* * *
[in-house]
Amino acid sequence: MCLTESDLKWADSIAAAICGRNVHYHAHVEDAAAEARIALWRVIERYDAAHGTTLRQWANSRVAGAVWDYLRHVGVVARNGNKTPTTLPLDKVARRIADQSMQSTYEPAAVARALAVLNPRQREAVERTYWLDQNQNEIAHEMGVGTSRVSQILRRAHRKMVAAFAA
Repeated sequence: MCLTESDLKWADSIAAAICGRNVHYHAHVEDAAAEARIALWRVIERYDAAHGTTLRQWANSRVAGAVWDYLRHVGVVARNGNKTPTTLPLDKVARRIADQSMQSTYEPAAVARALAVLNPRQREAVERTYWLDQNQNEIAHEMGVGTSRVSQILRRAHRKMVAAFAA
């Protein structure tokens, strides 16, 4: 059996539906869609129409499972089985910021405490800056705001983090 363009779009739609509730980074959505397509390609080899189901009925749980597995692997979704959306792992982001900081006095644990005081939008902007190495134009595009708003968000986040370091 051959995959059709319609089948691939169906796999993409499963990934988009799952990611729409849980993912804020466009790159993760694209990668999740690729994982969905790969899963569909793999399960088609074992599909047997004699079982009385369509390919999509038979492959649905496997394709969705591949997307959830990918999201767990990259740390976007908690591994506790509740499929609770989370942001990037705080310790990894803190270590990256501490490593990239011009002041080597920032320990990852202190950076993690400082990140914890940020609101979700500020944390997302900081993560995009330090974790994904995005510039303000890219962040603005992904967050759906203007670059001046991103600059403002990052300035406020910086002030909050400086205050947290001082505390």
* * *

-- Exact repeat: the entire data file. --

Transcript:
[in-house]
Amino acid sequence: MCLTESDLKWADSIAAAICGRNVHYHAHVEDAAAEARIALWRVIERYDAAHGTTLRQWANSRVAGAVWDYLRHVGVVARNGNKTPTTLPLDKVARRIADQSMQSTYEPAAVARALAVLNPRQREAVERTYWLDQNQNEIAHEMGVGTSRVSQILRRAHRKMVAAFAA
Repeated sequence: MCLTESDLKWADSIAAAICGRNVHYHAHVEDAAAEARIALWRVIERYDAAHGTTLRQWANSRVAGAVWDYLRHVGVVARNGNKTPTTLPLDKVARRIADQSMQSTYEPAAVARALAVLNPRQREAVERTYWLDQNQNEIAHEMGVGTSRVSQILRRAHRKMVAAFAA
């Protein structure tokens, strides 16, 4: 059996539906869609129409499972089985910021405490800056705001983090 363009779009739609509730980074959505397509390609080899189901009925749980597995692997979704959306792992982001900081006095644990005081939008902007190495134009595009708003968000986040370091 051959995959059709319609089948691939169906796999993409499963990934988009799952990611729409849980993912804020466009790159993760694209990668999740690729994982969905790969899963569909793999399960088609074992599909047997004699079982009385369509390919999509038979492959649905496997394709969705591949997307959830990918999201767990990259740390976007908690591994506790509740499929609770989370942001990037705080310790990894803190270590990256501490490593990239011009002041080597920032320990990852202190950076993690400082990140914890940020609101979700500020944390997302900081993560995009330090974790994904995005510039303000890219962040603005992904967050759906203007670059001046991103600059403002990052300035406020910086002030909050400086205050947290001082505390």